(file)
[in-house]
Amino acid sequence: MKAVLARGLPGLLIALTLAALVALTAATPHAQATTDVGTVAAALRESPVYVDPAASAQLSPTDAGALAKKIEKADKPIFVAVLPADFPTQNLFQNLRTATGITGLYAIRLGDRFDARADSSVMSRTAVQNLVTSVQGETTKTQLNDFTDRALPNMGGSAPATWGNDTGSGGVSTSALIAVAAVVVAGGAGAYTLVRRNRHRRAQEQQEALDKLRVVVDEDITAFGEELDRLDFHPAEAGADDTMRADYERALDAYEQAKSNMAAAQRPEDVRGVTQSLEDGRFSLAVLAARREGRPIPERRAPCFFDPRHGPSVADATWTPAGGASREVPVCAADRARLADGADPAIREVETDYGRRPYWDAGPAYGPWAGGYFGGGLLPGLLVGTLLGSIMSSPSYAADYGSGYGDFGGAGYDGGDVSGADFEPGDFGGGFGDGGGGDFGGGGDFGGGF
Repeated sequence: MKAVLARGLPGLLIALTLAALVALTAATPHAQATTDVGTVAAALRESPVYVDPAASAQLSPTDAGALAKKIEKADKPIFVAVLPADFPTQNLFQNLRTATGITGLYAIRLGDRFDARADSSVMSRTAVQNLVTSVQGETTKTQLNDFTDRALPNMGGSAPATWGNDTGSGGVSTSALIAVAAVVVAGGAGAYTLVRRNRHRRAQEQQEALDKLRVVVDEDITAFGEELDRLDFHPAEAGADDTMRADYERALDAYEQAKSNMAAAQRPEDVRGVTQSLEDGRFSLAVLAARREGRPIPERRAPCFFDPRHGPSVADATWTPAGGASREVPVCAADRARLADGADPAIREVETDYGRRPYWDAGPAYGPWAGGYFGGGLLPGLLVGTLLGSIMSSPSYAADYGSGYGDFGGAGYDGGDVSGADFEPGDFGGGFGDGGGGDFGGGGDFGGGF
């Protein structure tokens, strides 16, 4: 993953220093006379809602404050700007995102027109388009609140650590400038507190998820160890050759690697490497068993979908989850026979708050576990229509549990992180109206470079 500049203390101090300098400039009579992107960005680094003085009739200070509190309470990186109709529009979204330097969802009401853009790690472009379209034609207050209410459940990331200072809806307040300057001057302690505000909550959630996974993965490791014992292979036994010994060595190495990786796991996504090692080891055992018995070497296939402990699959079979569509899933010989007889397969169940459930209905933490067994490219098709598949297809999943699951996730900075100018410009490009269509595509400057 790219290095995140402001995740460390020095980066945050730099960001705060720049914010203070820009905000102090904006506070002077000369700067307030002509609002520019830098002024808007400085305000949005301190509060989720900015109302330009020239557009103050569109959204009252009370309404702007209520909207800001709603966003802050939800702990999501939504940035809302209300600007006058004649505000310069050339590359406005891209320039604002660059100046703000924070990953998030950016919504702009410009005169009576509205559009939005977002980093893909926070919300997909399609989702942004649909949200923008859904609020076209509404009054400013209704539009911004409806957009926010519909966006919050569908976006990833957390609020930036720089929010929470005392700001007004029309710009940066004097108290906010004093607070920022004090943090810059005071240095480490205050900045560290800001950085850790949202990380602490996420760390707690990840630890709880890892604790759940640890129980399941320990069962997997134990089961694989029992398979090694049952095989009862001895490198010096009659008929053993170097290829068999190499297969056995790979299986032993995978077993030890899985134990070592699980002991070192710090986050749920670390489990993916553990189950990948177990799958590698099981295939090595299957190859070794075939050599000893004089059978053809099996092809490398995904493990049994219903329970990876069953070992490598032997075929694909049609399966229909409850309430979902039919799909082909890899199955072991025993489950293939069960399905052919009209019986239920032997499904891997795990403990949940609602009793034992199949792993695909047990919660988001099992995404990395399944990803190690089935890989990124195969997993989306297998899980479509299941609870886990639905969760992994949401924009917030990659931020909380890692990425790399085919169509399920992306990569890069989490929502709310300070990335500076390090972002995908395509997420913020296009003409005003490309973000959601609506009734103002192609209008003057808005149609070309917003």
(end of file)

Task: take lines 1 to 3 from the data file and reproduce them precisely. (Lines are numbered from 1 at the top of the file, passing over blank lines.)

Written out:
[in-house]
Amino acid sequence: MKAVLARGLPGLLIALTLAALVALTAATPHAQATTDVGTVAAALRESPVYVDPAASAQLSPTDAGALAKKIEKADKPIFVAVLPADFPTQNLFQNLRTATGITGLYAIRLGDRFDARADSSVMSRTAVQNLVTSVQGETTKTQLNDFTDRALPNMGGSAPATWGNDTGSGGVSTSALIAVAAVVVAGGAGAYTLVRRNRHRRAQEQQEALDKLRVVVDEDITAFGEELDRLDFHPAEAGADDTMRADYERALDAYEQAKSNMAAAQRPEDVRGVTQSLEDGRFSLAVLAARREGRPIPERRAPCFFDPRHGPSVADATWTPAGGASREVPVCAADRARLADGADPAIREVETDYGRRPYWDAGPAYGPWAGGYFGGGLLPGLLVGTLLGSIMSSPSYAADYGSGYGDFGGAGYDGGDVSGADFEPGDFGGGFGDGGGGDFGGGGDFGGGF
Repeated sequence: MKAVLARGLPGLLIALTLAALVALTAATPHAQATTDVGTVAAALRESPVYVDPAASAQLSPTDAGALAKKIEKADKPIFVAVLPADFPTQNLFQNLRTATGITGLYAIRLGDRFDARADSSVMSRTAVQNLVTSVQGETTKTQLNDFTDRALPNMGGSAPATWGNDTGSGGVSTSALIAVAAVVVAGGAGAYTLVRRNRHRRAQEQQEALDKLRVVVDEDITAFGEELDRLDFHPAEAGADDTMRADYERALDAYEQAKSNMAAAQRPEDVRGVTQSLEDGRFSLAVLAARREGRPIPERRAPCFFDPRHGPSVADATWTPAGGASREVPVCAADRARLADGADPAIREVETDYGRRPYWDAGPAYGPWAGGYFGGGLLPGLLVGTLLGSIMSSPSYAADYGSGYGDFGGAGYDGGDVSGADFEPGDFGGGFGDGGGGDFGGGGDFGGGF